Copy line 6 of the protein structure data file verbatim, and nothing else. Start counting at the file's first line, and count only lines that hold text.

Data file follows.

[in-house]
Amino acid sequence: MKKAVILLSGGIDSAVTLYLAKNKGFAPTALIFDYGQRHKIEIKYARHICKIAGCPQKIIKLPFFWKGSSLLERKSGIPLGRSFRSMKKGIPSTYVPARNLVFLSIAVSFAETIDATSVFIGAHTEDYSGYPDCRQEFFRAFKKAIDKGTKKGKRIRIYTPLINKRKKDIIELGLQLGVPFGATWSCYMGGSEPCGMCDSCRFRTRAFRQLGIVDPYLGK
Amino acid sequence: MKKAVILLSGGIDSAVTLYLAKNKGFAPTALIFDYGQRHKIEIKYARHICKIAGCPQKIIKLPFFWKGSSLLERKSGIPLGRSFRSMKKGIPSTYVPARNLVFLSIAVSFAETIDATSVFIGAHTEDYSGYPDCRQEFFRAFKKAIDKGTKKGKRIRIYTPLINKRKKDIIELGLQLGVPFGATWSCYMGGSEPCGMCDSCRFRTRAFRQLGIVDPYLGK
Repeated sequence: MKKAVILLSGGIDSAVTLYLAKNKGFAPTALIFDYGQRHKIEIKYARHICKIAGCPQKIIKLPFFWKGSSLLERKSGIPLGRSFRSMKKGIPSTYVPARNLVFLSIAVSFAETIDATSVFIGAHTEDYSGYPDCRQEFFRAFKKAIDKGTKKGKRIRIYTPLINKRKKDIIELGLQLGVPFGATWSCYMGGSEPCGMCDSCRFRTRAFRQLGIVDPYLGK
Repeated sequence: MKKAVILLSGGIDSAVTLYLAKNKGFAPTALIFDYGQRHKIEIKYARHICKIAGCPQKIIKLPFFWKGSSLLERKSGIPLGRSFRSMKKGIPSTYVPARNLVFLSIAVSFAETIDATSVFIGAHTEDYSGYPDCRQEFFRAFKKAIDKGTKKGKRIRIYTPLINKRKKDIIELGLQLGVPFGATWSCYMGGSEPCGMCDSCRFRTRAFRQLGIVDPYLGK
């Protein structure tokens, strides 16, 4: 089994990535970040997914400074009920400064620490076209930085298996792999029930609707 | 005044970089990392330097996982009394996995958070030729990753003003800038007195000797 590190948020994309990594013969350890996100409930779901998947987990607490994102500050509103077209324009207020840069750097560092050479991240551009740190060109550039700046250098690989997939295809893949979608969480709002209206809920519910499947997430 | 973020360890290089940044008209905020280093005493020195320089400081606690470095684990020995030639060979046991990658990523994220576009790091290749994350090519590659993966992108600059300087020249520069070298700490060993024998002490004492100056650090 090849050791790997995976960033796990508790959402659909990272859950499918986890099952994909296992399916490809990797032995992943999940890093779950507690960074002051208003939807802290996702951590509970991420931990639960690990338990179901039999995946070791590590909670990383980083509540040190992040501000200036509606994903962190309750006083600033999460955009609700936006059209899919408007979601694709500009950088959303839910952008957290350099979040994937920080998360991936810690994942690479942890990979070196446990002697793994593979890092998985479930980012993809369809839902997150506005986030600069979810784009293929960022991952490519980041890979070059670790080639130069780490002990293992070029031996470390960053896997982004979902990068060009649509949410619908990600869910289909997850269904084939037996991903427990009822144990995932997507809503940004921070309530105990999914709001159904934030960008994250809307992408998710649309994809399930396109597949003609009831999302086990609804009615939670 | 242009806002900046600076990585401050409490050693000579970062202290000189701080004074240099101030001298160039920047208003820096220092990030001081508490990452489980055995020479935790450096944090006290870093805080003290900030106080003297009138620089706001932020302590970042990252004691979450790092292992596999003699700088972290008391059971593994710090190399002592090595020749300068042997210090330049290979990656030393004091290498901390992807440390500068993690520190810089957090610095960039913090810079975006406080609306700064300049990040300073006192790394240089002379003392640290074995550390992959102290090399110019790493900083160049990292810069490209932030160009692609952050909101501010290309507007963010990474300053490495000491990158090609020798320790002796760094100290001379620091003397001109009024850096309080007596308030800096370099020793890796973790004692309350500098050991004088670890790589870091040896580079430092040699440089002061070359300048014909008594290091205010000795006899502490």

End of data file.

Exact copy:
């Protein structure tokens, strides 16, 4: 089994990535970040997914400074009920400064620490076209930085298996792999029930609707 | 005044970089990392330097996982009394996995958070030729990753003003800038007195000797 590190948020994309990594013969350890996100409930779901998947987990607490994102500050509103077209324009207020840069750097560092050479991240551009740190060109550039700046250098690989997939295809893949979608969480709002209206809920519910499947997430 | 973020360890290089940044008209905020280093005493020195320089400081606690470095684990020995030639060979046991990658990523994220576009790091290749994350090519590659993966992108600059300087020249520069070298700490060993024998002490004492100056650090 090849050791790997995976960033796990508790959402659909990272859950499918986890099952994909296992399916490809990797032995992943999940890093779950507690960074002051208003939807802290996702951590509970991420931990639960690990338990179901039999995946070791590590909670990383980083509540040190992040501000200036509606994903962190309750006083600033999460955009609700936006059209899919408007979601694709500009950088959303839910952008957290350099979040994937920080998360991936810690994942690479942890990979070196446990002697793994593979890092998985479930980012993809369809839902997150506005986030600069979810784009293929960022991952490519980041890979070059670790080639130069780490002990293992070029031996470390960053896997982004979902990068060009649509949410619908990600869910289909997850269904084939037996991903427990009822144990995932997507809503940004921070309530105990999914709001159904934030960008994250809307992408998710649309994809399930396109597949003609009831999302086990609804009615939670 | 242009806002900046600076990585401050409490050693000579970062202290000189701080004074240099101030001298160039920047208003820096220092990030001081508490990452489980055995020479935790450096944090006290870093805080003290900030106080003297009138620089706001932020302590970042990252004691979450790092292992596999003699700088972290008391059971593994710090190399002592090595020749300068042997210090330049290979990656030393004091290498901390992807440390500068993690520190810089957090610095960039913090810079975006406080609306700064300049990040300073006192790394240089002379003392640290074995550390992959102290090399110019790493900083160049990292810069490209932030160009692609952050909101501010290309507007963010990474300053490495000491990158090609020798320790002796760094100290001379620091003397001109009024850096309080007596308030800096370099020793890796973790004692309350500098050991004088670890790589870091040896580079430092040699440089002061070359300048014909008594290091205010000795006899502490």